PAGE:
Courage is not a personality trait; it is a discipline.

I worked my way through college as a nurse's aid in a spinal chord injury unit of a local Boston hospital. I had zero qualifications for the job other than being strong enough to lift a person from a bed to a wheel chair and back again.

The unit I worked in consisted of about 20 young adults, from 19 to 30 years old. Each one was a quadriplegic, meaning that he or she was paralyzed from the neck down. At best, some had very limited use of their arms, perhaps just the use of triceps or biceps, so that they could flex their arm in or out but not both. What made their situation especially difficult to comprehend was that each one had suffered their injury in the prime of their lives, usually doing what they loved--diving, riding a motorcycle, horsing around with friends--but random circumstances changed their lives in an instant and in a way that is unimaginable to you and me.

"I felt an enormous sense of guilt for simply being able to walk."

By the end of my first day on the job, I felt physically and psychologically wasted from carrying the weight of this new reality. When I got home, waves of nausea washed over me as I tried desperately to reconcile the sudden, very personal awareness of a life sentence to a wheel chair with my own life. I felt an enormous sense of guilt for simply being able to walk. Honestly, I just could't imagine going back the next day, but I did. I'd like to say it was because of some sort of deep-rooted sense of altruism. To be honest, it was because I really needed the money.

Yet, what I didn't realize was that the bonds I would make and the lessons these young men and women were going to teach me could never carry a price tag and are ones I will remember for the rest of my life.

Courage: one day at a time

Each day for them was an incredible act of heroism that included innumerable acts of courage. Little things you and I take for granted--getting out of bed, brushing our teeth, using a fork or spoon--required enormous focus and effort. And yet, to a person, none of them complained about their situation. It amazed and humbled me. I remember thinking to myself, "What a lousy hand they've been dealt; they have every reason to whine and curse." They didn't. Instead they were among the most deeply inspiring, courageous, and grateful people I've ever met.

What does all of this have to do with you and your business?

I'd like you to stop and think of the list of things you have to do today--the entire list--including all of those things that you've been putting off for a while now because you're just plain afraid to take them on. Perhaps it's a tough conversation that you're dreading having with an associate or colleague. Or maybe there is a personal issue that you've pushed aside because you fear the repercussions it will have. Or a financial challenge that you're turning a blind eye to. We all have these on our list; it's sort of the inverse of a bucket list: It's all of the things we desperately do not want to do. I'm tempted to just replace the b in bucket with an f, but let's just call it an un-bucket list. And it’s a list that will stand dead center in the way of your success and your happiness.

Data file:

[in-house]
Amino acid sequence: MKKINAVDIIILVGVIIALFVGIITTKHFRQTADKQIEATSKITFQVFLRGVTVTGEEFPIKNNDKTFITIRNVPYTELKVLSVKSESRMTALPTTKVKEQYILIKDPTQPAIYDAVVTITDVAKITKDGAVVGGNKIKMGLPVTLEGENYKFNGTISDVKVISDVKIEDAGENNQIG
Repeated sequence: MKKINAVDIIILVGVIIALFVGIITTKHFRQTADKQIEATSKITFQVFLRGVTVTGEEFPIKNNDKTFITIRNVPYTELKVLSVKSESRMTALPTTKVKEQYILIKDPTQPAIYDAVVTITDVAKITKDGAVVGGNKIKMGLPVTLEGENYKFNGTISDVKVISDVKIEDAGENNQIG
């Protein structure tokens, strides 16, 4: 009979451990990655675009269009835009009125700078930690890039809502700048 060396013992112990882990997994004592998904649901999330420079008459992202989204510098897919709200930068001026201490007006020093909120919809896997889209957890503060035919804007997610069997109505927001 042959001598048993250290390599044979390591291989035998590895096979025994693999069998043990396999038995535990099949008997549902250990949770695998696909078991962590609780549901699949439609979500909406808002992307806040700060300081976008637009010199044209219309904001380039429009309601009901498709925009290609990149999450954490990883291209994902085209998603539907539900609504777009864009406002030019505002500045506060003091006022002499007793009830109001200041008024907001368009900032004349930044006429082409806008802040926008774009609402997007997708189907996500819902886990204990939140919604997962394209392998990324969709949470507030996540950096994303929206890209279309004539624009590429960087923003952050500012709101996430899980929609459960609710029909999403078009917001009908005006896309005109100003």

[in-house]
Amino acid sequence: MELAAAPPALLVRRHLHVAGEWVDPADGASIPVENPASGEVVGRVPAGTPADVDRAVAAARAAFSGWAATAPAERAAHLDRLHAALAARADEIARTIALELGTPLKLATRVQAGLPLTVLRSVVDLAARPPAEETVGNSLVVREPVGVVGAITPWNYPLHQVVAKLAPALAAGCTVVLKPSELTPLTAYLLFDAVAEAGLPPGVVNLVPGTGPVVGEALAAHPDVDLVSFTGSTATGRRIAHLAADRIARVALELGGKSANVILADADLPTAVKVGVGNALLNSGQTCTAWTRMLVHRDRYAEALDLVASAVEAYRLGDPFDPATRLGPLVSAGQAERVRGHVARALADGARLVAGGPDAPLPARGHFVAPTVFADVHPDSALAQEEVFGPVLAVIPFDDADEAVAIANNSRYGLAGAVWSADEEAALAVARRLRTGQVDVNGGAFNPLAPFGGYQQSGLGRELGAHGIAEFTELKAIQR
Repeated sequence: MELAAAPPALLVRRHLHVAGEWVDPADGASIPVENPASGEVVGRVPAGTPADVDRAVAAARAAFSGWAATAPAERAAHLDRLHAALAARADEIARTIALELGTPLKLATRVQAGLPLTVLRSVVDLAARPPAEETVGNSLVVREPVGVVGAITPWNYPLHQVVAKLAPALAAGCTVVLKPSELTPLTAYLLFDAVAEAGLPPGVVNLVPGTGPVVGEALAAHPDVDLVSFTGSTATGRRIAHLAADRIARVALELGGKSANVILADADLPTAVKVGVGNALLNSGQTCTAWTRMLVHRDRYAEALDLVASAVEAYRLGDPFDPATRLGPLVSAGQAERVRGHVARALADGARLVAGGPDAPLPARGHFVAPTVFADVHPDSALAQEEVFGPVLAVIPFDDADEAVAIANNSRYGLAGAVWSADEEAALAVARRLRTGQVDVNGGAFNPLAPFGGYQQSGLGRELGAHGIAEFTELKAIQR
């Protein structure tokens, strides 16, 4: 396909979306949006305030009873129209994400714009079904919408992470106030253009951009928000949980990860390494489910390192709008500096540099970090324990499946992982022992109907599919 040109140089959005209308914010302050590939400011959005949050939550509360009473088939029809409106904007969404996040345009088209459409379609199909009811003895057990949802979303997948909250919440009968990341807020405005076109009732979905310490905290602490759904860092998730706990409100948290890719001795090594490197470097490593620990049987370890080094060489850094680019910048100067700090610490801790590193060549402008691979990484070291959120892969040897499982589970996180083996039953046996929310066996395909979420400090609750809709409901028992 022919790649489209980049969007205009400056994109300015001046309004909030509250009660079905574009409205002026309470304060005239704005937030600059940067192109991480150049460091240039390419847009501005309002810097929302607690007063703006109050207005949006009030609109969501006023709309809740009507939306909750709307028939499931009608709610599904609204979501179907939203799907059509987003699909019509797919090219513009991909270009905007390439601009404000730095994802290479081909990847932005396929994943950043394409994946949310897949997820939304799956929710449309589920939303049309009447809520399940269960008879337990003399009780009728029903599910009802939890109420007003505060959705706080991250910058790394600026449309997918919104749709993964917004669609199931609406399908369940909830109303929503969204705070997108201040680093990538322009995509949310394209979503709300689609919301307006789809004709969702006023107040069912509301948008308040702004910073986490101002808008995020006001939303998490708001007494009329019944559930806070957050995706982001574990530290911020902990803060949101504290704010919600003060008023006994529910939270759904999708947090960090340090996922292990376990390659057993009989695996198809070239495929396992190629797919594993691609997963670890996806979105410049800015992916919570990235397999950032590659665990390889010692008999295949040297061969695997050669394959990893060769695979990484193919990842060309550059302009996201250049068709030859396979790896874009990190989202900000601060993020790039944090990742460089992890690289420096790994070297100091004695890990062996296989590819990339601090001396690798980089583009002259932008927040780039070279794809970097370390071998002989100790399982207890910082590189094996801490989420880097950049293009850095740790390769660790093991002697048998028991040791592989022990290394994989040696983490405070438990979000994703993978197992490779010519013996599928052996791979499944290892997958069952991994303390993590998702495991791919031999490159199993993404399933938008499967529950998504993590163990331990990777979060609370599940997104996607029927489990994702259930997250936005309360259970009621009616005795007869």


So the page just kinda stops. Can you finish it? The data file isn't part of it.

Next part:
So, make a promise to yourself. Today and each day for the next two months, take 30 seconds to tackle one of those items on your un-bucket list. When I say tackle, I mean go for it with everything you've got; 30 seconds of unbounded, no-holds-barred, glorious courage. You can be gentle, compassionate, direct, bullish--whatever; just take it head-on. Just 30 seconds, and then move on to the next item.

Try it out; 30 seconds of "Damn the torpedoes, full steam ahead" each day for 60 days. Can you spare that half-hour to change the rest of your life and create a discipline of courage?

"Courage is a discipline. It's what we do every single day to prove to ourselves that we are not the victims of circumstance but rather its masters."

You see, what I learned from those incredible young men and women is that courage is not about having some sort of superhuman capability; it's simply about taking on a little bit of what frightens us most each day. Courage doesn't wait in line to take its turn; it plows forward in the worst of circumstances--there is no right time to be courageous. And perhaps this is the hardest lesson of all for each one of us, entrepreneurs and mere mortals: that courage is a decision, it is what we will it to be, and it is found in the smallest of gestures and the most insignificant of moments.

In short, courage is a discipline. It's what we do every single day to prove to ourselves that we are not the victims of circumstance but rather its masters.

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